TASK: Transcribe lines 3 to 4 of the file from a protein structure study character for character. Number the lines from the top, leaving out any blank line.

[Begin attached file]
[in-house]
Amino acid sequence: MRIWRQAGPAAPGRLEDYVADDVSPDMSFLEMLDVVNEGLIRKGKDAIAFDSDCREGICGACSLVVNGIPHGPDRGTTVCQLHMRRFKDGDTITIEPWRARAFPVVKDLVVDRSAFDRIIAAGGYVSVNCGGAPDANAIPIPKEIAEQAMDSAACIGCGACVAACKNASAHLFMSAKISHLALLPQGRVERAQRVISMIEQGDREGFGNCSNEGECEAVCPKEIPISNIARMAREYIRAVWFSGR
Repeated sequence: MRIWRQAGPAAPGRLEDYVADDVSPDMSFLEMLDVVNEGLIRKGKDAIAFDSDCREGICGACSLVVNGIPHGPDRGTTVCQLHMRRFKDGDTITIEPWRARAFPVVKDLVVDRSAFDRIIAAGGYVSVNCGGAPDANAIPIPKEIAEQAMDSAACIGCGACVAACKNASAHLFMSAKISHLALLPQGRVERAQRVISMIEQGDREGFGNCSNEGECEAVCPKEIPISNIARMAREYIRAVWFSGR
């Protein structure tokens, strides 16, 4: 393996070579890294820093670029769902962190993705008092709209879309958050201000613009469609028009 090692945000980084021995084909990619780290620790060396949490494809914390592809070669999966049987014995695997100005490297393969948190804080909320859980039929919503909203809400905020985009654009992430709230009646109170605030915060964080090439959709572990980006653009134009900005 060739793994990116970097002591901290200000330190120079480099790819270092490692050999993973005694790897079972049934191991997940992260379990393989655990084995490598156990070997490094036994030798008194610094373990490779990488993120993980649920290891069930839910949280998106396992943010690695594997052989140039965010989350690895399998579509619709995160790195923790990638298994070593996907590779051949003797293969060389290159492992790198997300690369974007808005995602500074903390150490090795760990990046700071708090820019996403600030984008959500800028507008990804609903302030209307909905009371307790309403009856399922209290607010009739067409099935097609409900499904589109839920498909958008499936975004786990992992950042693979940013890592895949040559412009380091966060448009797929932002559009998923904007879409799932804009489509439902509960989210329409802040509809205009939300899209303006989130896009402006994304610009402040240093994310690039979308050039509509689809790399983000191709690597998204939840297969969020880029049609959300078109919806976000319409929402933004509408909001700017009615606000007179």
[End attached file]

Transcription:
Repeated sequence: MRIWRQAGPAAPGRLEDYVADDVSPDMSFLEMLDVVNEGLIRKGKDAIAFDSDCREGICGACSLVVNGIPHGPDRGTTVCQLHMRRFKDGDTITIEPWRARAFPVVKDLVVDRSAFDRIIAAGGYVSVNCGGAPDANAIPIPKEIAEQAMDSAACIGCGACVAACKNASAHLFMSAKISHLALLPQGRVERAQRVISMIEQGDREGFGNCSNEGECEAVCPKEIPISNIARMAREYIRAVWFSGR
């Protein structure tokens, strides 16, 4: 393996070579890294820093670029769902962190993705008092709209879309958050201000613009469609028009 090692945000980084021995084909990619780290620790060396949490494809914390592809070669999966049987014995695997100005490297393969948190804080909320859980039929919503909203809400905020985009654009992430709230009646109170605030915060964080090439959709572990980006653009134009900005 060739793994990116970097002591901290200000330190120079480099790819270092490692050999993973005694790897079972049934191991997940992260379990393989655990084995490598156990070997490094036994030798008194610094373990490779990488993120993980649920290891069930839910949280998106396992943010690695594997052989140039965010989350690895399998579509619709995160790195923790990638298994070593996907590779051949003797293969060389290159492992790198997300690369974007808005995602500074903390150490090795760990990046700071708090820019996403600030984008959500800028507008990804609903302030209307909905009371307790309403009856399922209290607010009739067409099935097609409900499904589109839920498909958008499936975004786990992992950042693979940013890592895949040559412009380091966060448009797929932002559009998923904007879409799932804009489509439902509960989210329409802040509809205009939300899209303006989130896009402006994304610009402040240093994310690039979308050039509509689809790399983000191709690597998204939840297969969020880029049609959300078109919806976000319409929402933004509408909001700017009615606000007179």